Treatment Trumps Price for New Vehicle Buyers

November 18, 2010

This article is included in these additional categories:

Analytics, Automated & MarTech | Brand Metrics | Data-driven | Financial Services | Retail & E-Commerce

The manner in which customers are treated by the dealership is more important to overall new vehicle buyer satisfaction than the actual transaction price, according to the J.D. Power and Associates 2010 US Sales Satisfaction Index (SSI) Study.

More Than Half of New Vehicle Buyers Cite Dealer Treatment

The study finds that more than half (52%) of new vehicle buyers cite dealer treatment as a reason to purchase their new vehicle from a specific dealer. In comparison, 38% of buyers cite vehicle price or the deal offered as the reason for selecting their dealer.

Furthermore, once the dealer is selected, the ease of coming to an agreement on the final vehicle price has the single-greatest influence on buyer satisfaction, surpassing the importance of fairness of the actual price paid. With the exception of selecting a vehicle, negotiating the deal is the aspect of the new-vehicle buying process that takes the longest time (53 minutes, on average).

8 in 10 New Vehicle Buyers Cruise Web

The internet continues to play an increasingly important role in the new-vehicle shopping process, with more than three-fourths of new-vehicle buyers (79%) using the web during the shopping process. Twenty-four percent of buyers in 2010 submitted an online request for quote to a dealer, and were, on average, more satisfied with the negotiation process and the price paid.

However, perhaps expecting a quicker sales process, these buyers are more likely to express dissatisfaction with the length of the sales process than are buyers who did not submit an online request.

6 in 10 New Vehicle Buyers Shop Multiple Dealers

The study also finds that 60% of new vehicle buyers visit more than one dealership during the shopping process. While many dealers are rejected for not having a vehicle that the buyers wanted to purchase, a significant number of buyers (18%) end showroom visits primarily due to poor customer treatment by the dealer’s salespeople.

While some new vehicle buyers complain about dealer sales staff applying too much sales pressure, an equal proportion complain about receiving insufficient attention from salespeople. Other frequently mentioned complaints include dealer staff being discourteous or not being straightforward with the buyer.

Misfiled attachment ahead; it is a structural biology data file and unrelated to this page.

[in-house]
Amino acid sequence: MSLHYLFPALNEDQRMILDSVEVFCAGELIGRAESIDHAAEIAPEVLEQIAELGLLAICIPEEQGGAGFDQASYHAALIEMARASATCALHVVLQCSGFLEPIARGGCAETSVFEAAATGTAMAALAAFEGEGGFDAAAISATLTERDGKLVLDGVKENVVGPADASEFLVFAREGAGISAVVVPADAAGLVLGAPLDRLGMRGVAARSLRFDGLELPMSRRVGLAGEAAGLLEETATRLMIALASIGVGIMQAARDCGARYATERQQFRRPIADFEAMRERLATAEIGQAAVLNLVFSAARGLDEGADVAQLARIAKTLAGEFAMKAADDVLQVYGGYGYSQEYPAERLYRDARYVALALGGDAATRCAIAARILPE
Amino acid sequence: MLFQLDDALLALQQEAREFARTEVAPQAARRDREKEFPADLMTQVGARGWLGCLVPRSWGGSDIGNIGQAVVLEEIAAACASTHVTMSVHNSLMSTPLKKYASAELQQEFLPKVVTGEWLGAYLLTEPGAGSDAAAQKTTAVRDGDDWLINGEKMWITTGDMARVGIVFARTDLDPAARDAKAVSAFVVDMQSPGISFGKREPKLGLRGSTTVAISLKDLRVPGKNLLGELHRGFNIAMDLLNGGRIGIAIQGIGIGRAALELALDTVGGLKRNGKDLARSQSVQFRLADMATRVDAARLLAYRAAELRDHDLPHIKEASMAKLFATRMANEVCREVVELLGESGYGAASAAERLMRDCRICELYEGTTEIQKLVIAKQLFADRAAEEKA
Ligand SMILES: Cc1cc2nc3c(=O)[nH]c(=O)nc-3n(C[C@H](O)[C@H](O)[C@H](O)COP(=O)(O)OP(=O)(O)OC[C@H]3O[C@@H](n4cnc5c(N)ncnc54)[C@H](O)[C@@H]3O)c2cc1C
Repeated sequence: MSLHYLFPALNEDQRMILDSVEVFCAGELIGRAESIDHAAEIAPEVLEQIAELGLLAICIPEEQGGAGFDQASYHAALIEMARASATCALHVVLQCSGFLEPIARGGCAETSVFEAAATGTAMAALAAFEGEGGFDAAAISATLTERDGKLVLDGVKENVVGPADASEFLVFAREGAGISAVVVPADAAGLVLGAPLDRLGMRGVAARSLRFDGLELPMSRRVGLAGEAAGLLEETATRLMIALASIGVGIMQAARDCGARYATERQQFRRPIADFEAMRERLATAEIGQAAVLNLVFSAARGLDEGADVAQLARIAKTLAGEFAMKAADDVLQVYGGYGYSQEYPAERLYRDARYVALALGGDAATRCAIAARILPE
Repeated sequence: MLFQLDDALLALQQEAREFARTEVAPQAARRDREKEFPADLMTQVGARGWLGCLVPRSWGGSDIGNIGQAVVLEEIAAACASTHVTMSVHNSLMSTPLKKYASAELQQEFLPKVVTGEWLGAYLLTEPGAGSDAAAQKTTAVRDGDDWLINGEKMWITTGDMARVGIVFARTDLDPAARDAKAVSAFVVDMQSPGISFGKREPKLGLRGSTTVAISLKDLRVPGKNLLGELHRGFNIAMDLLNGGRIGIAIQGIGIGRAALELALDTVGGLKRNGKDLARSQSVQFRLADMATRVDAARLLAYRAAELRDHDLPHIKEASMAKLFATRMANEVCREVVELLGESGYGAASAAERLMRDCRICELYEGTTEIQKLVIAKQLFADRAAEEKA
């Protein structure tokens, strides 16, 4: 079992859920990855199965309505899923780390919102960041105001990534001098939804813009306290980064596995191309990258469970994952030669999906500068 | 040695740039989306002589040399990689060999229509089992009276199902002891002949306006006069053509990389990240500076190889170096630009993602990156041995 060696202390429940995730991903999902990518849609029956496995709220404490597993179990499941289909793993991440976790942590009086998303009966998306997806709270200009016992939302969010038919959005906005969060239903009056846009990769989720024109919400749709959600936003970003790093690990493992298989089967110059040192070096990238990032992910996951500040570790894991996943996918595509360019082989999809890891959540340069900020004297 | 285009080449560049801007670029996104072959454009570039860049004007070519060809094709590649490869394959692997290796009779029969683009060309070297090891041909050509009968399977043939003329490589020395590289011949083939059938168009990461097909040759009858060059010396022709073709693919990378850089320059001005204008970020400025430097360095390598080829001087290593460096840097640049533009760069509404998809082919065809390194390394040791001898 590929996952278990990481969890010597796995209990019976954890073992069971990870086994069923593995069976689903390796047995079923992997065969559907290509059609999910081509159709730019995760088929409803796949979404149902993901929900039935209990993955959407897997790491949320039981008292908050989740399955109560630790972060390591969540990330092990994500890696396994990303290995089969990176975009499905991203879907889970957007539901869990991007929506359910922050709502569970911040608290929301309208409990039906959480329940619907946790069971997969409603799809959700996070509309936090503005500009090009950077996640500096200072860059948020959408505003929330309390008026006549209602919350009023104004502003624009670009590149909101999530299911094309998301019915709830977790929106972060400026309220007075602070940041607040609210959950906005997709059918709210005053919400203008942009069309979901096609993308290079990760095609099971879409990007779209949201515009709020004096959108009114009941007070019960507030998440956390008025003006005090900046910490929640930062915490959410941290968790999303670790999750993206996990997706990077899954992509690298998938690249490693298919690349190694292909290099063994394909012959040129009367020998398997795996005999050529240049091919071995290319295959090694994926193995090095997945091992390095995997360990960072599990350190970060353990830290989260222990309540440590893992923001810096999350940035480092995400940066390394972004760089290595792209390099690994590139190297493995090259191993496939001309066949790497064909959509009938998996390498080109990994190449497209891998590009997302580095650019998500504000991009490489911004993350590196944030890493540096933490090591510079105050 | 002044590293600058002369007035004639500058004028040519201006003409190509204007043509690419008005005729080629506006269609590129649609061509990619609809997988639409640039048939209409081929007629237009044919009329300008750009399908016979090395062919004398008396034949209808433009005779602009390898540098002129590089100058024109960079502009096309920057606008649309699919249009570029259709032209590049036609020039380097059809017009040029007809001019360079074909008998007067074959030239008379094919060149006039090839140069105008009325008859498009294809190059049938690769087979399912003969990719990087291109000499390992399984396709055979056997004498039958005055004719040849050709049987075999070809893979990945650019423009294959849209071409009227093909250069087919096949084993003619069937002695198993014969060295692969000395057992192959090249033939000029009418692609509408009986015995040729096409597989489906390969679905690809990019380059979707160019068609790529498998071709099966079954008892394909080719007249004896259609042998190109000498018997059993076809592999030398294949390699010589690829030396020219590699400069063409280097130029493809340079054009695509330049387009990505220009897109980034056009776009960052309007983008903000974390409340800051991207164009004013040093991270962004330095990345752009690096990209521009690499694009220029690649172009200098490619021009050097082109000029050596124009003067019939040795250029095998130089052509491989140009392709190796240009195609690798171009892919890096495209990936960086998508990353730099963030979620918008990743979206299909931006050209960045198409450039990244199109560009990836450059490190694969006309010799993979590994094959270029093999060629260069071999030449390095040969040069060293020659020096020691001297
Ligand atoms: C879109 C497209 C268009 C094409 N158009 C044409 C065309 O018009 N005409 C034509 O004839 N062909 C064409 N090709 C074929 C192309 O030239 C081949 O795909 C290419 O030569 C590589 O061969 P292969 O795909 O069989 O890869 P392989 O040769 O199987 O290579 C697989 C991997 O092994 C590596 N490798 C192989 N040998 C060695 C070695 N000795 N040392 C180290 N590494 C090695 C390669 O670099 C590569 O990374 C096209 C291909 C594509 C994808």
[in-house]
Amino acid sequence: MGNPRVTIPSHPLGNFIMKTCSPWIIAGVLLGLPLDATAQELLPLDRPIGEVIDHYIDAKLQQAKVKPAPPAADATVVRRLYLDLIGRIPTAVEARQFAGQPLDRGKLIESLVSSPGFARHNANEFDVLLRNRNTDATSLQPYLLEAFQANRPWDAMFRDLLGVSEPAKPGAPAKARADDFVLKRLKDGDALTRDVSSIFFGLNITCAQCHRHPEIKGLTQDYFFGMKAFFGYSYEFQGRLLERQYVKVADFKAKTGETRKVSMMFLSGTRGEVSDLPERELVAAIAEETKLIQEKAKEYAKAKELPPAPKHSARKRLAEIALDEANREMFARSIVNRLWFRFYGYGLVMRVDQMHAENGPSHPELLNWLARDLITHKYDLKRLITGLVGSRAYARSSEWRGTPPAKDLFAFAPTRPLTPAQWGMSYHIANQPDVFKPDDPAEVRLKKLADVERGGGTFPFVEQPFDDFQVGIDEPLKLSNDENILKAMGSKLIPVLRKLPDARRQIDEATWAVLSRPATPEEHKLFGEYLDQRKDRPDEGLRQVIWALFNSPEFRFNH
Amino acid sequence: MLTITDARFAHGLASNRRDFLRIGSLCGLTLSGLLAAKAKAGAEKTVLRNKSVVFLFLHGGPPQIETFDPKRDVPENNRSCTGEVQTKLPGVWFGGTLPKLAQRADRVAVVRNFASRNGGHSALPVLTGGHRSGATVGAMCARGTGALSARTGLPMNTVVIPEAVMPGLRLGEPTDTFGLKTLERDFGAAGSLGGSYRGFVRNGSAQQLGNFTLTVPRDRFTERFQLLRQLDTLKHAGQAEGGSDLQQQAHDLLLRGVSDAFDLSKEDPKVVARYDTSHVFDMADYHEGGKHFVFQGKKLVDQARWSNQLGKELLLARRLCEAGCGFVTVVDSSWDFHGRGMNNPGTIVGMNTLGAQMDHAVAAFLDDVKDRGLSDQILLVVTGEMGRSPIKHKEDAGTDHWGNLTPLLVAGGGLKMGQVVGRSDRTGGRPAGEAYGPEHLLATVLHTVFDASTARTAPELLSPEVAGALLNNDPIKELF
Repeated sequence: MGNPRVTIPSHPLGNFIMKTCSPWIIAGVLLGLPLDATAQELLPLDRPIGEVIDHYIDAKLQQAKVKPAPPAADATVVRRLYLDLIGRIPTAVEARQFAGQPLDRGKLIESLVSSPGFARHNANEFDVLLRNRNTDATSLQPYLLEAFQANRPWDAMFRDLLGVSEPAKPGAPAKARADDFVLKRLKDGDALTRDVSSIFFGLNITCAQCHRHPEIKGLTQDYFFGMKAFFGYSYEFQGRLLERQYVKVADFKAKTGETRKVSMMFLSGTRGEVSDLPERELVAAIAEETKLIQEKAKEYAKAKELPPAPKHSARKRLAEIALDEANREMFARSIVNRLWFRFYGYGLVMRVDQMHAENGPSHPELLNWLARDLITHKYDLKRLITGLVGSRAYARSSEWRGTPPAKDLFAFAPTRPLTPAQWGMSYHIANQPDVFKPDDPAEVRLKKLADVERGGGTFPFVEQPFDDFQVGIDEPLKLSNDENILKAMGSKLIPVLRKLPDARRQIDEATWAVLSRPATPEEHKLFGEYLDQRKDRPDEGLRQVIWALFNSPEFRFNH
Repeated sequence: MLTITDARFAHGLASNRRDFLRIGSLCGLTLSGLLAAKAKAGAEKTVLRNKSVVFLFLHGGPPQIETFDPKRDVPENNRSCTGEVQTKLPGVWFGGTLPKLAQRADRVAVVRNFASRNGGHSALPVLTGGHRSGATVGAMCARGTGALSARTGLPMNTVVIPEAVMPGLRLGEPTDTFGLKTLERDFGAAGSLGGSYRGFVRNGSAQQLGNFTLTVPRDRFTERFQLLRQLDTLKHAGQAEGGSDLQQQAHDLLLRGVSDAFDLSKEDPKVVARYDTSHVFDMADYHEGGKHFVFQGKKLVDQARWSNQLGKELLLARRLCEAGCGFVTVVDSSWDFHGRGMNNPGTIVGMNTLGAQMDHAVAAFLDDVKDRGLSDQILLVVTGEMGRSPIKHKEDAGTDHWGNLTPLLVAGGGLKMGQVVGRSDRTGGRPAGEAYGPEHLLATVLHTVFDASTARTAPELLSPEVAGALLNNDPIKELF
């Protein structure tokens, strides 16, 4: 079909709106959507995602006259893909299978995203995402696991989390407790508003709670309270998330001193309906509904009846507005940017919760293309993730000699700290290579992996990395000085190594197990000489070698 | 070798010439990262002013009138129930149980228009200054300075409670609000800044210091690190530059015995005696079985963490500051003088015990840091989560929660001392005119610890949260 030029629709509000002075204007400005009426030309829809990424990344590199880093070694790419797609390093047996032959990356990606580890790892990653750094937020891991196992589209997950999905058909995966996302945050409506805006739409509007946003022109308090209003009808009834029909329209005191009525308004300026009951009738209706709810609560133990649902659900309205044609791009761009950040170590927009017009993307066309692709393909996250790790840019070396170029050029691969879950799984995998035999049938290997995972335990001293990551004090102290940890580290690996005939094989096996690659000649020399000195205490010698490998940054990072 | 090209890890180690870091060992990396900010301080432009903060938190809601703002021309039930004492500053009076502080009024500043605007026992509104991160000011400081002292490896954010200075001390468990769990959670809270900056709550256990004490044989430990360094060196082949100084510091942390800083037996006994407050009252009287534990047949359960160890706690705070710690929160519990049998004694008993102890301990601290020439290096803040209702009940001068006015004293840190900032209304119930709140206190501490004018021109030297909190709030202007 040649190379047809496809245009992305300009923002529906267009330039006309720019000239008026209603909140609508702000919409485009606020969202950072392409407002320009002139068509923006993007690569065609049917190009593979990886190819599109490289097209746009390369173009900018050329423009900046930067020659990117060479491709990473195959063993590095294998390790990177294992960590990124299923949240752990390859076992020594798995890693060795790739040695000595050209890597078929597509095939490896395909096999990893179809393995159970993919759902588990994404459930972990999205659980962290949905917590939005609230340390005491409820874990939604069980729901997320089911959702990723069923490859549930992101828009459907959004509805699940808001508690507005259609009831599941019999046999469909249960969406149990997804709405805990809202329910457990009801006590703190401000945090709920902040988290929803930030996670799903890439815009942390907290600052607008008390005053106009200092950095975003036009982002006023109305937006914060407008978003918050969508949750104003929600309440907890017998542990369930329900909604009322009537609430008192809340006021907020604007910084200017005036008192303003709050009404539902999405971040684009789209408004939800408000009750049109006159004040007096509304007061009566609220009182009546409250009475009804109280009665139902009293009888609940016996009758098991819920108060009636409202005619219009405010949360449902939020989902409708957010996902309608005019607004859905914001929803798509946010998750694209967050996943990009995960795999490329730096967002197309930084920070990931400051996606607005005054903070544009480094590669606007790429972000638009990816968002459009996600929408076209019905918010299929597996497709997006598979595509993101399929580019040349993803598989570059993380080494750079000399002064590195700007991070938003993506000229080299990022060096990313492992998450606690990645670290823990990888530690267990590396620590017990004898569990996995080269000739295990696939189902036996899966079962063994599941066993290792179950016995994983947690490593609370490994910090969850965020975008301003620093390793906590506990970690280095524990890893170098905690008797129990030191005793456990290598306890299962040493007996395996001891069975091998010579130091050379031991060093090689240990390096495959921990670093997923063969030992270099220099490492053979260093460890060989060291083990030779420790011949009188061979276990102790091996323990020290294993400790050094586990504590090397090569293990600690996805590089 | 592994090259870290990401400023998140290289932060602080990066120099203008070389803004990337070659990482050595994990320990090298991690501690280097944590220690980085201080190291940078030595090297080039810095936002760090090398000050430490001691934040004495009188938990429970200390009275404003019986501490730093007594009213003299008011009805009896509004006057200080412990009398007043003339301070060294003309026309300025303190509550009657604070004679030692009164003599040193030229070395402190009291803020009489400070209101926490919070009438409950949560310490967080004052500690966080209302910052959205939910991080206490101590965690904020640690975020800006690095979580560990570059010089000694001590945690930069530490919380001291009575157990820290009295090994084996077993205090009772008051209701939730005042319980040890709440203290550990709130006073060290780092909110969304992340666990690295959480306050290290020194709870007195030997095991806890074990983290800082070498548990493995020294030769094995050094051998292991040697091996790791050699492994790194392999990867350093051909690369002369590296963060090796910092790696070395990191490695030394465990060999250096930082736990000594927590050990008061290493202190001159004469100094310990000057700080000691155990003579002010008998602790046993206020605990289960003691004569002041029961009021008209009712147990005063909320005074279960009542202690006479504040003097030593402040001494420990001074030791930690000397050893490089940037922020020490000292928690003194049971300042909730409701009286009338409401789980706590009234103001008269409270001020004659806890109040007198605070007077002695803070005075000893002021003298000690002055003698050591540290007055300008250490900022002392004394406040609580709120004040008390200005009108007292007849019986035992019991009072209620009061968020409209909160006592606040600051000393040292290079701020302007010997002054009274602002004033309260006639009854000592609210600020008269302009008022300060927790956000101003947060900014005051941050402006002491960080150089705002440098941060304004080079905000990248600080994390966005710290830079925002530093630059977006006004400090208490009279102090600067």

Jaguar Leaps above Luxury Brands

Overall customer satisfaction is measured across four factors: working out the deal (33%); salesperson (25%); delivery process (21%); and dealership facility (20%). For a third consecutive year, Jaguar ranks highest among luxury brands in satisfying buyers with the new-vehicle buying experience. Jaguar performs particularly well in the salesperson and working out the deal factors.

Cadillac and Mercedes-Benz follow in the luxury brand segment rankings. These two brands also ranked second and third, respectively, in 2009. Among luxury brands, Lincoln demonstrates the greatest improvement from 2009, moving from sixth rank position to fourth in 2010.

Mini Motivates Mass Market Buyers

Mini ranks highest among mass market brands, performing particularly well in dealership facility, salesperson and delivery process. Mercury and GMC, respectively, follow Mini in the mass market segment rankings. The mass market brands demonstrating the greatest improvement from 2009 are Hyundai (moving from 16th rank position to seventh in 2010) and Chrysler (moving from 15th rank position to eighth in 2010).

Overall Dealer Service Satisfaction Grows

Another recent J.D. Power automotive industry study finds that overall satisfaction with dealer service has increased from 761 in 2009 to 767 in 2010, marking the 10th consecutive year of industry-wide improvement.

Notable improvements are demonstrated in the service facility and service quality measures in 2010, compared with 2009. In particular, satisfaction has increased in the following areas: ease of driving in and out of dealer facilities; convenience of parking; thoroughness of the work performed; the total time required to complete service on the vehicle; flexibility of accommodating the customer schedules; and thoroughness of explanations.

Several other time-related metrics have improved from 2009, including customer ability to get a service appointment on the same day as their initial inquiry call and service being completed the day that the vehicle was brought in for service.

About the Data: The 2010 US Sales Satisfaction Index (SSI) Study is based on responses from 25,244 new vehicle buyers who purchased or leased their new vehicle in May 2010. The study, published by J.D. Power & Associates, was fielded between August and October 2010 and is the source of the enclosed charts.

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